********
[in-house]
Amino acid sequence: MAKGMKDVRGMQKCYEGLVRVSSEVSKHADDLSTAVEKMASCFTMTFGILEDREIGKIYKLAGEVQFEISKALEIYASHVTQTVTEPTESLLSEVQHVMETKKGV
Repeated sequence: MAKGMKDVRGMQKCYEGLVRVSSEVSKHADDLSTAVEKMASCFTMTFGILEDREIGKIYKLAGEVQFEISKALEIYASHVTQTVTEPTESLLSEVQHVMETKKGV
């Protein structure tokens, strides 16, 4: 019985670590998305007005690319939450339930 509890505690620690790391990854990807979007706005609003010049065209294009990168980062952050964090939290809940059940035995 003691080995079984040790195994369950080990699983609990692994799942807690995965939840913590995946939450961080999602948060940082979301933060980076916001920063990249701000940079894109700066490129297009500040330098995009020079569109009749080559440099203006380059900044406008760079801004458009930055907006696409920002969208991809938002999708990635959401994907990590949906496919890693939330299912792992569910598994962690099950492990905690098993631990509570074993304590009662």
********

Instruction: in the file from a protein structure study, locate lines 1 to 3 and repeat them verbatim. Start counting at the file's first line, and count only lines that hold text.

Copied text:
[in-house]
Amino acid sequence: MAKGMKDVRGMQKCYEGLVRVSSEVSKHADDLSTAVEKMASCFTMTFGILEDREIGKIYKLAGEVQFEISKALEIYASHVTQTVTEPTESLLSEVQHVMETKKGV
Repeated sequence: MAKGMKDVRGMQKCYEGLVRVSSEVSKHADDLSTAVEKMASCFTMTFGILEDREIGKIYKLAGEVQFEISKALEIYASHVTQTVTEPTESLLSEVQHVMETKKGV